Score : 3/20

E. Fun and replayability

Between having to prepare an Excel file to actually shoot at targets, struggling against the UI and randomly colliding with my own ships, I did not have any fun with the game. I give one point for the replayability offered by the scenario editor.

Score : 1/20

F. Final rating


Contemporary Reviews

Torpedo Fire reviewers mostly either loved it or hated it.

The haters shot first. As soon as July 1981, the Space Gamer covers Torpedo Fire in one of their “Capsule Reviews”. Forrest Johnson starts by listing the many issues of the game (including “impossible to fire the surface guns without the use of trigonometry“) and then continues : “I might be able to forgive all this if the game were enjoyable, but I did not find it so (…) it might be realistic, but it makes for a dull simulation“. The conclusion is clear : “I cannot help but feel that Strategic Simulations has taken a wrong turn somewhere.

One of the lovers was Bob Proctor from Computer Gaming World. Torpedo Fire is one of the four games that received a long review in the first issue (November 1981). Bob Proctor ran into the same problems as I did (for instance “it’s not at all unusual for surface ships to run into each other in the first few games“, or the issue with the angle of view changing when you rotate the periscope). Yet, “Torpedo fire is an excellently conceived game. Fortunately, its faults do not keep it from being fun and exciting, nor do they keep it from being the best simulation of a confrontation between submarine and destroyer presently available.” Bob Proctor also points out than unlike earlier SSI games, this one has rather fast turn resolutions (two minutes).

Proctor actually likes the game so much that he comes back to it one year later in CGW (November 1982) to propose two scenarios : one about an American submarine crossing the straight of Bungo Suido (apparently that straight was historically well-patrolled by the Japanese), another is about the damaged Japanese carrier Shokaku being intercepted as it was towed to safety.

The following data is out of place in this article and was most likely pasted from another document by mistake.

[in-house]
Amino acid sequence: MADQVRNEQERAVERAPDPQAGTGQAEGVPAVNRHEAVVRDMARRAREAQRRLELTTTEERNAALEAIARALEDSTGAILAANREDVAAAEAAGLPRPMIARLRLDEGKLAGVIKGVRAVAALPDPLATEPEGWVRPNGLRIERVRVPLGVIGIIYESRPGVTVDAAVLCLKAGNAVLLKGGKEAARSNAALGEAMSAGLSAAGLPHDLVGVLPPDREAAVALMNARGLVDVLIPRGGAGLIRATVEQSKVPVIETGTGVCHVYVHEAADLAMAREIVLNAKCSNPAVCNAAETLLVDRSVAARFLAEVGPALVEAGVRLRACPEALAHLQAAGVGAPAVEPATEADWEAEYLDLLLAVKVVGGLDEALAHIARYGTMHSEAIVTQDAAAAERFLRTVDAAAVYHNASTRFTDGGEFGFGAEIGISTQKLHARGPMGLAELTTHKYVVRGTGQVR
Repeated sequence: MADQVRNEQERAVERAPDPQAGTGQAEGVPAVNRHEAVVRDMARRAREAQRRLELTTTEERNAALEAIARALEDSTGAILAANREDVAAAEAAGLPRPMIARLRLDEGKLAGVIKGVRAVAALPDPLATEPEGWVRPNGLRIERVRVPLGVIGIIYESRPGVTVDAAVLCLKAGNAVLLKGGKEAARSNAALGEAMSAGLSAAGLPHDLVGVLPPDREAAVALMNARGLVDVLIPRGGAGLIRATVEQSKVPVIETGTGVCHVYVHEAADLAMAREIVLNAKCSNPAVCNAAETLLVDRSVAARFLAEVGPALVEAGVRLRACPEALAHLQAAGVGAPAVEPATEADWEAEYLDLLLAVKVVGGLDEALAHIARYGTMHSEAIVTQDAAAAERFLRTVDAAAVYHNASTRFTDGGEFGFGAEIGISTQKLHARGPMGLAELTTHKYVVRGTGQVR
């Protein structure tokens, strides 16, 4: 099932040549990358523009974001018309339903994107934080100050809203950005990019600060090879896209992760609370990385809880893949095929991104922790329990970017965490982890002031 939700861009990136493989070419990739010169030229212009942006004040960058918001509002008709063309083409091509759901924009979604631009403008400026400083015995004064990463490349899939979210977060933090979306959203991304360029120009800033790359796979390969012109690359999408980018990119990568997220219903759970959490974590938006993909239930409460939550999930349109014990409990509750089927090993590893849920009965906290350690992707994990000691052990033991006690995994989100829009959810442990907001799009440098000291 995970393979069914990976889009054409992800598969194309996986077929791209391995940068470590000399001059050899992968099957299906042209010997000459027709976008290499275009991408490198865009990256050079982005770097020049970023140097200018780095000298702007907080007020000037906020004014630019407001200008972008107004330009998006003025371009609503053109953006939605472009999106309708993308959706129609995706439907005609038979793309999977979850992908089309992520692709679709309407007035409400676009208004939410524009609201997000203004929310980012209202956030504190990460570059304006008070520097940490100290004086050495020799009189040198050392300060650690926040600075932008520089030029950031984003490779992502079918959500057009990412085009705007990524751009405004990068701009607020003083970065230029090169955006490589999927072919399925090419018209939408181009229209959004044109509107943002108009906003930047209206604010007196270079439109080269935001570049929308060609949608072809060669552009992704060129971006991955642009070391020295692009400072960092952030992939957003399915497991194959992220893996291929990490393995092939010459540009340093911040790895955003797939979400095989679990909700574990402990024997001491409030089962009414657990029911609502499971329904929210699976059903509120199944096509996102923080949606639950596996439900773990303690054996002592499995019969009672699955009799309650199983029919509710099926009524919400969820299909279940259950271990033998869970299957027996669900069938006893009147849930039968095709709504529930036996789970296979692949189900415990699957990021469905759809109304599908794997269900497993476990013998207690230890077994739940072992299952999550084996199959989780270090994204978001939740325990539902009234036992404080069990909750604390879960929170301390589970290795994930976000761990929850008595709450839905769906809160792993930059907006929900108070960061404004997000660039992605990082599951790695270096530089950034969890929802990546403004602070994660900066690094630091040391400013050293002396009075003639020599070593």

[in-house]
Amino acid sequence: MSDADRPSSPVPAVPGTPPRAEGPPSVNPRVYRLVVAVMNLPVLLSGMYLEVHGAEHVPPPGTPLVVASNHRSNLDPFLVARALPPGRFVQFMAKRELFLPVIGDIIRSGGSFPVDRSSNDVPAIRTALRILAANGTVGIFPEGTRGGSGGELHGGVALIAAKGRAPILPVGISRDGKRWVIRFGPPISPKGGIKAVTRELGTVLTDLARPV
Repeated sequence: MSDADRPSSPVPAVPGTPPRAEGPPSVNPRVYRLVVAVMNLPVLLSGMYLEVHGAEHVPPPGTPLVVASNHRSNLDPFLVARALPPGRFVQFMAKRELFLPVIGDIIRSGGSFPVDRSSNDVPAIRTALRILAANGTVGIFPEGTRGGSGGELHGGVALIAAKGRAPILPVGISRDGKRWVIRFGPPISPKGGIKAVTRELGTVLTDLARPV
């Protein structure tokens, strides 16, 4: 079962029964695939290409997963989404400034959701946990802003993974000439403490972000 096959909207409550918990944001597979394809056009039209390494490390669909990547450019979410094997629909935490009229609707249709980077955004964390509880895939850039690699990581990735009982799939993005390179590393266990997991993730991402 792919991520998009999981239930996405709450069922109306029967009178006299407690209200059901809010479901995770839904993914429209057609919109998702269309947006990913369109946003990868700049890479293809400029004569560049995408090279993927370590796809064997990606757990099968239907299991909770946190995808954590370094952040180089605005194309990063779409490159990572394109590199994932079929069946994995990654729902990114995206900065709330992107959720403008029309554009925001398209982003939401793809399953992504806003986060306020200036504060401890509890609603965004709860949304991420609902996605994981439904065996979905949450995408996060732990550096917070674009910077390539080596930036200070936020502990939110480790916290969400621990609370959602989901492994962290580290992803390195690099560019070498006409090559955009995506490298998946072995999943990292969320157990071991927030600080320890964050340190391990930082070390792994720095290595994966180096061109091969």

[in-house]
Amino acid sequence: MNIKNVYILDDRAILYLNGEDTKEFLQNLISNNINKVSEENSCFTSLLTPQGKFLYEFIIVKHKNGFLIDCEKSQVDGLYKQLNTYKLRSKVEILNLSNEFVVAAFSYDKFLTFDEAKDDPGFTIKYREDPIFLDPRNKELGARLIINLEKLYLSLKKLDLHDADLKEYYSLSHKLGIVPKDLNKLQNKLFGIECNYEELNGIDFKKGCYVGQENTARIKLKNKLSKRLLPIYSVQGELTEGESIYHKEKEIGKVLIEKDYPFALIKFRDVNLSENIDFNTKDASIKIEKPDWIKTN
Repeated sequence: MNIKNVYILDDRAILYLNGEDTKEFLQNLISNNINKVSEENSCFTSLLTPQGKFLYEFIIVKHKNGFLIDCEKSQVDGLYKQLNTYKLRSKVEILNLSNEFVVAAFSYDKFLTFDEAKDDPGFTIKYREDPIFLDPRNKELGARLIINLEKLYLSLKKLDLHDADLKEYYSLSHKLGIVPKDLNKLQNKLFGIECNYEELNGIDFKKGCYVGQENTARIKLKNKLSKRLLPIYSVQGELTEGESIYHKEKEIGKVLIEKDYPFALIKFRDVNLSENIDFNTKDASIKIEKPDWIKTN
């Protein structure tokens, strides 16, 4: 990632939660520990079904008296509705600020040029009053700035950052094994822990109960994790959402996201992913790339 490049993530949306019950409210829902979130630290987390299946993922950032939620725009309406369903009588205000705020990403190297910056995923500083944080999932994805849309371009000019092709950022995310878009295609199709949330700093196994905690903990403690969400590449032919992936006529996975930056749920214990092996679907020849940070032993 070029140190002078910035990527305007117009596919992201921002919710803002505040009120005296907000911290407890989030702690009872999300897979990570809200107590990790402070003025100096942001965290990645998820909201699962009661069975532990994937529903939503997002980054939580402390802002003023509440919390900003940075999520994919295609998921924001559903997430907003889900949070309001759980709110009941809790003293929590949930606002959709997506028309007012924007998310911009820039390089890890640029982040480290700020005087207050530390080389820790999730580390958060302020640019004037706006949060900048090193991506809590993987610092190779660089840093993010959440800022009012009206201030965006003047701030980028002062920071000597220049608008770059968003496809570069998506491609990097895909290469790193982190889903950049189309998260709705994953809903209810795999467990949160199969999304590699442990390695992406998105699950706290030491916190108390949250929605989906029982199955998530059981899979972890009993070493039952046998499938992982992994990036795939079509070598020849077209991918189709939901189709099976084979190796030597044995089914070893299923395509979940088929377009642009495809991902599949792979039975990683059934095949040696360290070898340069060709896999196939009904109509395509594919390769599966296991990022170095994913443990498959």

Another review firmly on the loving side is from the FrenchTilt. In their coverage of existing wargames in March 1984, they list Torpedo Fire as the best naval wargame on the market. It receives a 5 out of 6.

The best middle ground might be the 1982 book of Apple Software, which sees both what the game is and what it could have been : “The game is long, slow and tedious, but it is interspersed with high-tension excitement“. After two full paragraphs of flaws, it concludes : “A streamlined and cleaned-up version with better graphics would be a better value even at a higher price. Until then, an underwater version of Computer Air Combat it is not”. Alas, there would be no streamlined and cleaned-up version of Torpedo Fire.

1982 Book of Apple Software – Two paragraphs of “why you are flawed”

Side note that I had no idea where to put : I believe Torpedo Fire is the first game with cross-promotion (during the first search phase of each game).


  1. Same question as for Computer Air Combat: did people really use it ? I would just put the protractor on my screen !

    A nice 26″ monitor today might run you a hundred or so dollars, but a monitor in 1981? I have to imagine that this was substantially more expensive and you wouldn’t risk scratching the glass with a protractor. Same thing with a television set.

    You’d just get out your stack of semi-translucent tracing paper and laboriously plot out your firing solutions all night.

    • Good point. Also, I remember that the monitors I used when I was a kid were curved, so maybe you could not use a protractor ?

      That would make sense in Torpedo Fire then, though for Air Combat I am still not sure 🙂